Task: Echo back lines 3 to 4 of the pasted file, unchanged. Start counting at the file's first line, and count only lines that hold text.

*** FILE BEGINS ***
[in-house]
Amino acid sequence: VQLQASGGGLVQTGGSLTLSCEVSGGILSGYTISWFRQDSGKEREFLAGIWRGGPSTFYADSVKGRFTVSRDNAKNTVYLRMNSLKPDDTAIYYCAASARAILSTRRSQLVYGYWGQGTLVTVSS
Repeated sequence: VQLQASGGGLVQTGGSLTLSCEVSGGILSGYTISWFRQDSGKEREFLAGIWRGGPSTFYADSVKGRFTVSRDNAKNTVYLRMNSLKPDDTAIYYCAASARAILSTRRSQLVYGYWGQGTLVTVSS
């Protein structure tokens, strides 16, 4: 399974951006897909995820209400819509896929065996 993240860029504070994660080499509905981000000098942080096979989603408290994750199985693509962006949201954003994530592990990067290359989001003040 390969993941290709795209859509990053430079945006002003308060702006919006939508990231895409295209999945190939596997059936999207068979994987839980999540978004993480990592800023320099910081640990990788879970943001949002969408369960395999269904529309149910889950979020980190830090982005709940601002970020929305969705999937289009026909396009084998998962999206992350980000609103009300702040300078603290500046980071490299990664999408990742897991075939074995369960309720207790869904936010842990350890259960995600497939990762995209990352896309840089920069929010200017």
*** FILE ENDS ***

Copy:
Repeated sequence: VQLQASGGGLVQTGGSLTLSCEVSGGILSGYTISWFRQDSGKEREFLAGIWRGGPSTFYADSVKGRFTVSRDNAKNTVYLRMNSLKPDDTAIYYCAASARAILSTRRSQLVYGYWGQGTLVTVSS
């Protein structure tokens, strides 16, 4: 399974951006897909995820209400819509896929065996 993240860029504070994660080499509905981000000098942080096979989603408290994750199985693509962006949201954003994530592990990067290359989001003040 390969993941290709795209859509990053430079945006002003308060702006919006939508990231895409295209999945190939596997059936999207068979994987839980999540978004993480990592800023320099910081640990990788879970943001949002969408369960395999269904529309149910889950979020980190830090982005709940601002970020929305969705999937289009026909396009084998998962999206992350980000609103009300702040300078603290500046980071490299990664999408990742897991075939074995369960309720207790869904936010842990350890259960995600497939990762995209990352896309840089920069929010200017």